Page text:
Don't-Miss Networking Stories
Bowing to pressure from European privacy regulators, Google will soon allow owners of Wi-Fi access points to opt out of a Google service that allows smartphone owners to identify their location without using GPS.
Sprint isn't letting the Department of Justice have all the fun when it comes to filing suits against the proposed AT&T-T-Mobile merger.
Canadian patent licensing company WiLan has set its sight on a handful of technology companies, filing a patent infringement suit against Apple, Hewlett-Packard, HTC, Dell, Novatel, Sierra Wireless, and others.
AT&T still has options after the U.S. DOJ filed a lawsuit in opposition to the company's planned acquisition of T-Mobile USA.
The U.S. DOJ blocks AT&T's proposed acquisition of T-Mobile with an antitrust suit filed in federal court.
Skype on Wednesday rechristened Skype Access as Skype Wi-Fi and launched a new, free iOS app for the service.
LTE (Long Term Evolution) has picked up steam in the last few weeks, with operators moving forward and auctions taking place, helping the technology become a global standard.
Apple’s finances hit another surprising milestone, but don’t expect the company to go on a shopping spree. Plus, Apple’s devices take flight and Verizon reportedly tries its hand at bending Apple to its will. Good luck with that.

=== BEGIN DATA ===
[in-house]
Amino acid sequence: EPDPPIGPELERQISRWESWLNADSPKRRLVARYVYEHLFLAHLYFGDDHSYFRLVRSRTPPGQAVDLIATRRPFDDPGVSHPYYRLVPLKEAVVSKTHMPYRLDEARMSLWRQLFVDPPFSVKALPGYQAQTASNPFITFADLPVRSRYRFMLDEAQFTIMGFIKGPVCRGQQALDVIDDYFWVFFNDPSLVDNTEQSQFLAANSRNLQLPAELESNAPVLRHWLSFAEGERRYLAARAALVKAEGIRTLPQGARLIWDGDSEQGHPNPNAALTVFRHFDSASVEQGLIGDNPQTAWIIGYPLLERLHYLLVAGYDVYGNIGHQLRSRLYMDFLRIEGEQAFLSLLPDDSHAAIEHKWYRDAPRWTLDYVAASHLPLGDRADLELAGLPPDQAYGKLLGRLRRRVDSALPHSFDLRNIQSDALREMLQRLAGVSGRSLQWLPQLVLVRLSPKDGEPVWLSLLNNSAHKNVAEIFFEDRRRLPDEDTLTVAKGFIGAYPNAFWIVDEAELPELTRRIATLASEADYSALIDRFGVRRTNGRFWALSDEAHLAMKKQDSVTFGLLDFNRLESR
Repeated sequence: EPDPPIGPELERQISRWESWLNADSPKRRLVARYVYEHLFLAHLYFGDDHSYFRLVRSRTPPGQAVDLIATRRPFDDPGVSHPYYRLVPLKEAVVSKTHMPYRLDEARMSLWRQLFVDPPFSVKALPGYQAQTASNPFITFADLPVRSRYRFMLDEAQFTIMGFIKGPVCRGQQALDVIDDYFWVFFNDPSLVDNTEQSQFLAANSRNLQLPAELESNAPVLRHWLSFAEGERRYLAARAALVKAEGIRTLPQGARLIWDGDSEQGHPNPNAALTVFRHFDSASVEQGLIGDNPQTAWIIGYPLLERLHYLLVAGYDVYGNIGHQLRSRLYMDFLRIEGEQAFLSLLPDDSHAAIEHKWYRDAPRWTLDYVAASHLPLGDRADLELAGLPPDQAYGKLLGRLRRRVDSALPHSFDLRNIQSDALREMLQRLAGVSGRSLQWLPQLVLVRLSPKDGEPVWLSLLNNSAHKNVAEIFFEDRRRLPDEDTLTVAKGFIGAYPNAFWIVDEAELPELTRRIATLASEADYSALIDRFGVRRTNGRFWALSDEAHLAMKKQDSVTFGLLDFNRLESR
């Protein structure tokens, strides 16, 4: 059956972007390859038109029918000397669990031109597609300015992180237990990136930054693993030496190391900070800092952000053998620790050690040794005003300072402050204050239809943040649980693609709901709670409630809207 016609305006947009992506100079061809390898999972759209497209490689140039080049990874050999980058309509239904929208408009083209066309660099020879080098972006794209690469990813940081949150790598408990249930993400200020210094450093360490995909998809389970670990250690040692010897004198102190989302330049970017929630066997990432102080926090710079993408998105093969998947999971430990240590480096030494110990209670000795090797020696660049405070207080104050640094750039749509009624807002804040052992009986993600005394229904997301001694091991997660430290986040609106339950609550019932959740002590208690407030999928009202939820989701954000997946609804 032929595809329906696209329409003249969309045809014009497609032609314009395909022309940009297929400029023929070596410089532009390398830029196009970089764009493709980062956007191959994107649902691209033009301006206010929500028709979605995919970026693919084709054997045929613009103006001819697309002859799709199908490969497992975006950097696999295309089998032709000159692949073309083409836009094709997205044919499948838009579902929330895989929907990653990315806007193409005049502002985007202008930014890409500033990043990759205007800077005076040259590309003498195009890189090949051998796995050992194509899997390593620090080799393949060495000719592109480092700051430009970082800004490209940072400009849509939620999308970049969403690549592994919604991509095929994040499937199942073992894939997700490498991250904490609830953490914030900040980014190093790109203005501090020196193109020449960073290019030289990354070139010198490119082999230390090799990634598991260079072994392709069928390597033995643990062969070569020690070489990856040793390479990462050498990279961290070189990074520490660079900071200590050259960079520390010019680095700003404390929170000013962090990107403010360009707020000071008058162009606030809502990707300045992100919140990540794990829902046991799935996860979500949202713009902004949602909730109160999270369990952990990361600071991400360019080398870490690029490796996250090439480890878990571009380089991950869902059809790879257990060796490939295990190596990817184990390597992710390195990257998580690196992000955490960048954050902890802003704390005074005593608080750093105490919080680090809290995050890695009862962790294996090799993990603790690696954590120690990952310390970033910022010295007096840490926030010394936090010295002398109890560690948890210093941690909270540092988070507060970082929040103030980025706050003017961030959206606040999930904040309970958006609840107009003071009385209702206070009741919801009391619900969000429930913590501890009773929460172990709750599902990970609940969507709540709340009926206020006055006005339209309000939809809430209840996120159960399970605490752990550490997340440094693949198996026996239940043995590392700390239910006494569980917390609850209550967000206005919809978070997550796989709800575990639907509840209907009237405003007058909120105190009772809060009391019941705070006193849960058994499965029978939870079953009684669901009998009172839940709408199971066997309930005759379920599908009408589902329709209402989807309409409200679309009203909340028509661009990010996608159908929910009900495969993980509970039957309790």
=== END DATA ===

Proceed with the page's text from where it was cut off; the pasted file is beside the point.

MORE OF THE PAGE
As part of an attempt to combat what it calls "a serious wireless spectrum crunch," AT&T announced on Friday that it will begin throttling data speeds for the heaviest users of its unlimited smartphone data plans in October.
Our round-up of legal wrangling in the tech industry returns, with a look at two Apple-related patent cases and an impassioned plea against another big merger.
Acer says Apple has fired the first shot in a patent war, Verizon does a leadership switcheroo, Adobe says mea culpa about a supposed Lion bug, and Apple might be looking to enter the video streaming market.
Verizon Communications saw revenue rise 2.8 percent to $27.5 billion for the second quarter, largely driven by mobile subscriber additions.
Apple is contributing more than half the total $4.5 billion price tag for Nortel patents, with partners including Microsoft and Sony combined kicking in the rest.
Mobile networks in North America are filled to 80 percent of capacity, with 36 percent of base stations facing capacity constraints, according to a survey by investment bank Credit Suisse.
U.S. and Canadian courts have approved the sale of thousands of patents from bankrupt Nortel Networks to a consortium including Apple and Microsoft for about $4.5 billion.